Published: Jan 1957
| ||Format||Pages||Price|| |
|PDF (672K)||8||$25||  ADD TO CART|
|Complete Source PDF (5.4M)||8||$55||  ADD TO CART|
Ultrasonic inspection, one of the newest methods of nondestructive testing, has grown in a relatively short time from a laboratory phenomenon to one of our most valuable means of detecting subsurface discontinuities. Ultrasonic flaw detection, basically speaking, employs a high-frequency sound wave which, when transmitted into a piece of material, follows a linear path and is reflected back when it reaches the end face of the material or an internal discontinuity. In plate, bar, and extrusion, the subsurface defects lie parallel to the surface, almost without exception, and these materials readily adapt themselves to high-speed scanning and the use of automation and automatic scanning equipment.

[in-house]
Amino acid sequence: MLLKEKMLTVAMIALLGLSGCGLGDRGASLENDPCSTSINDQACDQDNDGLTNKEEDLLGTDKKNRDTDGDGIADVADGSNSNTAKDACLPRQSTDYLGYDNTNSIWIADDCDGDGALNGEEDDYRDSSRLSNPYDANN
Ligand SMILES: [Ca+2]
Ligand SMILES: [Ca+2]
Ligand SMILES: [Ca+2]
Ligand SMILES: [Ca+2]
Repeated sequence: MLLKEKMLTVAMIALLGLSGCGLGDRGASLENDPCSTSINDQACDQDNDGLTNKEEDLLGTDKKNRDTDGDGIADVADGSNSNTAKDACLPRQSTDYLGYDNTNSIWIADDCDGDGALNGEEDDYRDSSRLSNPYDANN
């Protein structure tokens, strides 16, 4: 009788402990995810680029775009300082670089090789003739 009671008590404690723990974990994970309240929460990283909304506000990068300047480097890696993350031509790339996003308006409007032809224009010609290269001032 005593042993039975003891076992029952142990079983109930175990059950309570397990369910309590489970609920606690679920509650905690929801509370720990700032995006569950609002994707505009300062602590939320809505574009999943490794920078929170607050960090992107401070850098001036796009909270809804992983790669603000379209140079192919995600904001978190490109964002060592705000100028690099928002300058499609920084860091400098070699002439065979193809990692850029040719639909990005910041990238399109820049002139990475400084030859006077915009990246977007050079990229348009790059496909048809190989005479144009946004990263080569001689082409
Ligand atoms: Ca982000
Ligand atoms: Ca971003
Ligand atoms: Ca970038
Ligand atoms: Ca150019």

Douglas Aircraft Co., Inc., Santa Monica, Calif.